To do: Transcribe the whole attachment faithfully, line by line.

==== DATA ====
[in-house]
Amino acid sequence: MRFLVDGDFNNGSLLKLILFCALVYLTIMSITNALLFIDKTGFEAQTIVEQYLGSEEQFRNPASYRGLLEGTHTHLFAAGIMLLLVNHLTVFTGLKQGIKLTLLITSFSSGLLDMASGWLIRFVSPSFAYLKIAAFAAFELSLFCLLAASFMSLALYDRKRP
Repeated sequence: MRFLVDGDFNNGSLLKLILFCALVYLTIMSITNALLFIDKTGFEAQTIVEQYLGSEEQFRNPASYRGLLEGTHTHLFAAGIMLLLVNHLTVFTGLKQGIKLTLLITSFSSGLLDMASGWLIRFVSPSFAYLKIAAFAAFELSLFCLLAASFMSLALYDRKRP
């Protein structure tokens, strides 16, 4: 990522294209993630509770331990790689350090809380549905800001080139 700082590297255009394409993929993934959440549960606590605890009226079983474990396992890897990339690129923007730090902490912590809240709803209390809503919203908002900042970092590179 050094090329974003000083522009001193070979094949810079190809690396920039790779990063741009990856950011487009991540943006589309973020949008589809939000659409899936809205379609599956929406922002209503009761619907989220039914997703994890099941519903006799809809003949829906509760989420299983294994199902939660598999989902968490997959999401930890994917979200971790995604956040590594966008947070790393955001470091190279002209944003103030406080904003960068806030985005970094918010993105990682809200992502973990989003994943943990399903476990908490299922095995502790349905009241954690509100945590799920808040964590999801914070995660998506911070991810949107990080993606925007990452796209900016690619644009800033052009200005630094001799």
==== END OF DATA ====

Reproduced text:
[in-house]
Amino acid sequence: MRFLVDGDFNNGSLLKLILFCALVYLTIMSITNALLFIDKTGFEAQTIVEQYLGSEEQFRNPASYRGLLEGTHTHLFAAGIMLLLVNHLTVFTGLKQGIKLTLLITSFSSGLLDMASGWLIRFVSPSFAYLKIAAFAAFELSLFCLLAASFMSLALYDRKRP
Repeated sequence: MRFLVDGDFNNGSLLKLILFCALVYLTIMSITNALLFIDKTGFEAQTIVEQYLGSEEQFRNPASYRGLLEGTHTHLFAAGIMLLLVNHLTVFTGLKQGIKLTLLITSFSSGLLDMASGWLIRFVSPSFAYLKIAAFAAFELSLFCLLAASFMSLALYDRKRP
């Protein structure tokens, strides 16, 4: 990522294209993630509770331990790689350090809380549905800001080139 700082590297255009394409993929993934959440549960606590605890009226079983474990396992890897990339690129923007730090902490912590809240709803209390809503919203908002900042970092590179 050094090329974003000083522009001193070979094949810079190809690396920039790779990063741009990856950011487009991540943006589309973020949008589809939000659409899936809205379609599956929406922002209503009761619907989220039914997703994890099941519903006799809809003949829906509760989420299983294994199902939660598999989902968490997959999401930890994917979200971790995604956040590594966008947070790393955001470091190279002209944003103030406080904003960068806030985005970094918010993105990682809200992502973990989003994943943990399903476990908490299922095995502790349905009241954690509100945590799920808040964590999801914070995660998506911070991810949107990080993606925007990452796209900016690619644009800033052009200005630094001799």